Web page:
What CATA Alliance members were worried about most was the loss of talented employees.
When CATA, an IT industry advocacy group, polled its members a few years ago on their concerns, the retention and attraction of talent was foremost on their minds. In working to address that, CATA determined that advocacy wasn’t enough. The group decided to take a more proactive approach, and together with KPMG and In-Touch Survey Systems, CATA decided to create a product designed to help companies monitor their employee’s job satisfaction levels.
TalentMap.com is an on-line employee survey. Company employees who participate answer a number of questions designed to gauge how happy they are with their jobs and what job factors they consider to be the most important. The survey, which just completed its pilot phase, will be offered twice a year in November and May. Once staff have completed the survey, the results are tabulated, and companies can find out how they rate with their employees, as well as benchmark their performance against other companies that are participating.
This process is important because the cost of recruiting new employees can be very high, said CATA Alliance president John Reid in Ottawa. The hard and soft costs of recruiting one employee can be one and a half times wage costs, and more, Reid said.
“What happens, too, is you disrupt the team. If you lose a key member of the team, it’s not only the cost of recruiting someone else again and training that person, you also lose the consistency of your work going forth.”
ObjecTime Ltd., a software development firm in Kanata, Ont., was one of the seven companies that participated in the pilot, and some of the results were eye-opening.
Before taking part in the TalentMap.com survey, ObjecTime had conducted its own survey the year before. The TalentMap.com survey both verified previous results and highlighted some new areas of concerns, said Carol Fairbairn, a human resources manager at ObjecTime.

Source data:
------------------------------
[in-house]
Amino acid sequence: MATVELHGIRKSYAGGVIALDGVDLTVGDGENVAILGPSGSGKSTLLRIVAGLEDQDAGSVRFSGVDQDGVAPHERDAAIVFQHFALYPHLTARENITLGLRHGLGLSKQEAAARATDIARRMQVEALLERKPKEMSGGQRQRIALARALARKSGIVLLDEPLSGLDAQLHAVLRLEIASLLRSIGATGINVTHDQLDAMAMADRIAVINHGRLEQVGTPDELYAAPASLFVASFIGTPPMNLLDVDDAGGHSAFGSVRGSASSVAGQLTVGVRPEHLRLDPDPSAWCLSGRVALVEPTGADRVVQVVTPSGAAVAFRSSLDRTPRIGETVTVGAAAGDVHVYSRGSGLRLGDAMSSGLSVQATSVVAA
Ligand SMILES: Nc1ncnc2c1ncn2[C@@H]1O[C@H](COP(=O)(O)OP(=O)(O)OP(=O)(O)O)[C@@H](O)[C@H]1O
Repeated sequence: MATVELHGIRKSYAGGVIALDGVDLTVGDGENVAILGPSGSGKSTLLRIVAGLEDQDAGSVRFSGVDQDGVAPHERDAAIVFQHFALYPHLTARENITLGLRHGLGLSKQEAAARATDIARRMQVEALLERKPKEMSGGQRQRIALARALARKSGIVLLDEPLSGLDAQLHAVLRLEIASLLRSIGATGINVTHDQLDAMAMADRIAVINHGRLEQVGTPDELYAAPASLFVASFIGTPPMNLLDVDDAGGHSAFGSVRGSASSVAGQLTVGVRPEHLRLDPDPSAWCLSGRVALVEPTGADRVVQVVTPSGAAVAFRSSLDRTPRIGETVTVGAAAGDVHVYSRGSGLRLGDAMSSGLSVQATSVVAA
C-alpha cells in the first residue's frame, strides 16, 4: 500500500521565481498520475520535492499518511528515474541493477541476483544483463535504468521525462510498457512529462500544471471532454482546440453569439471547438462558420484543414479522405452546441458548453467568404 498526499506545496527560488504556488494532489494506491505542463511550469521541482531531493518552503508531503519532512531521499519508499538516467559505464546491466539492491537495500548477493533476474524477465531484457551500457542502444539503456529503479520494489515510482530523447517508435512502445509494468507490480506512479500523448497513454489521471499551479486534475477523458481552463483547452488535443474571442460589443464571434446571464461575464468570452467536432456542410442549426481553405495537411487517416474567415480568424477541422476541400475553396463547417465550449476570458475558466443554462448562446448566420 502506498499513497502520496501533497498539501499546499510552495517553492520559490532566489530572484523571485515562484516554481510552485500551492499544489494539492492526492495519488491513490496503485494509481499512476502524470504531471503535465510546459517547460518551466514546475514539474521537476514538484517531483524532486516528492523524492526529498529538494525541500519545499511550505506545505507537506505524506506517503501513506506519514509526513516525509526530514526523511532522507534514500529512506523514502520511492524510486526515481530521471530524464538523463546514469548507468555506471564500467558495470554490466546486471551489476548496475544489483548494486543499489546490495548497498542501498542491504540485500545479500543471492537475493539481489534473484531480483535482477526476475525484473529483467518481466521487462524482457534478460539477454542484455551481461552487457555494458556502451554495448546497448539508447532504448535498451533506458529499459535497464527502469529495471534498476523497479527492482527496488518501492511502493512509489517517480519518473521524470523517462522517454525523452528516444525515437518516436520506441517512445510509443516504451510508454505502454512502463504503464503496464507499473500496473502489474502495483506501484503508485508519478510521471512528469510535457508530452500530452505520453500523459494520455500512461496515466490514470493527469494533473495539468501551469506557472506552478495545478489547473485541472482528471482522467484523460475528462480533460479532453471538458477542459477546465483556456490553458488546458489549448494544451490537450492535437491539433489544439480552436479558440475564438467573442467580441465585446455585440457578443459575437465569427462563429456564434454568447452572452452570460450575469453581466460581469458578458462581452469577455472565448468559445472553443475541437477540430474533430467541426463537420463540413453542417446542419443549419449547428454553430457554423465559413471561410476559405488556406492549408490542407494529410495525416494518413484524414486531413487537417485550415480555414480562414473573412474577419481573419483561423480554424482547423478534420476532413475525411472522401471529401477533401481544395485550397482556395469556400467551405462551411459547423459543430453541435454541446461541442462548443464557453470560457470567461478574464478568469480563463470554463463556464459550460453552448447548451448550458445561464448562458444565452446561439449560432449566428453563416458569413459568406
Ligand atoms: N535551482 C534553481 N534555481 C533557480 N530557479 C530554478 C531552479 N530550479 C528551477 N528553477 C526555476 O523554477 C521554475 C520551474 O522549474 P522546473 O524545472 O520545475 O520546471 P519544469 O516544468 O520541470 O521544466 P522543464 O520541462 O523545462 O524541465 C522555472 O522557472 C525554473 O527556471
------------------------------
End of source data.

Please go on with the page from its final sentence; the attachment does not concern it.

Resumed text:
She thinks that because the survey was conducted over the Internet by a third party, the high tech employees who participated probably felt more willing to answer the questions honestly.
“I think it’s very important to see how people are feeling,” Fairbairn said, especially since the developers working for ObjecTime could easily find a job just down the street.
Fairbairn plans to address the small concerns raised by the survey and wants ObjecTime to participate in the process at least once a year so that the company could continue to monitor its performance.
In June 1998, before they created TalentMap.com, KPMG and CATA conducted another Internet survey. They too were somewhat surprised by the results.
“In the past, we’d always looked at compensation being the issue, and compensation was not the thing that was coming back from the survey,” said Kathy Herties, a retention services human capital solutions lead at KPMG.
What employees were concerned about even more than money was training, career opportunity, work schedule flexibility, work load and job security, Herties said.
With TalentMap.com, employers will not only be able to measure how satisfied their employees are with certain aspects of their job, such as training, but they will also be able to gauge how important each of those factors are to their employees, she said.
“What happens when the results come back is the employers are immediately able to say, ‘Gosh, this is where we should put our energies – these are the weak areas we can fix,'” Herties said.
Reid said companies can then make sound decisions about their talent retention strategy. “In essence, it puts HR on the same level as finance in terms of indicators, so you actually can map what’s going on in terms of attitudes towards leadership. There’s a whole map that’s created that gives you a very clear picture in terms of turnover risk,” he said.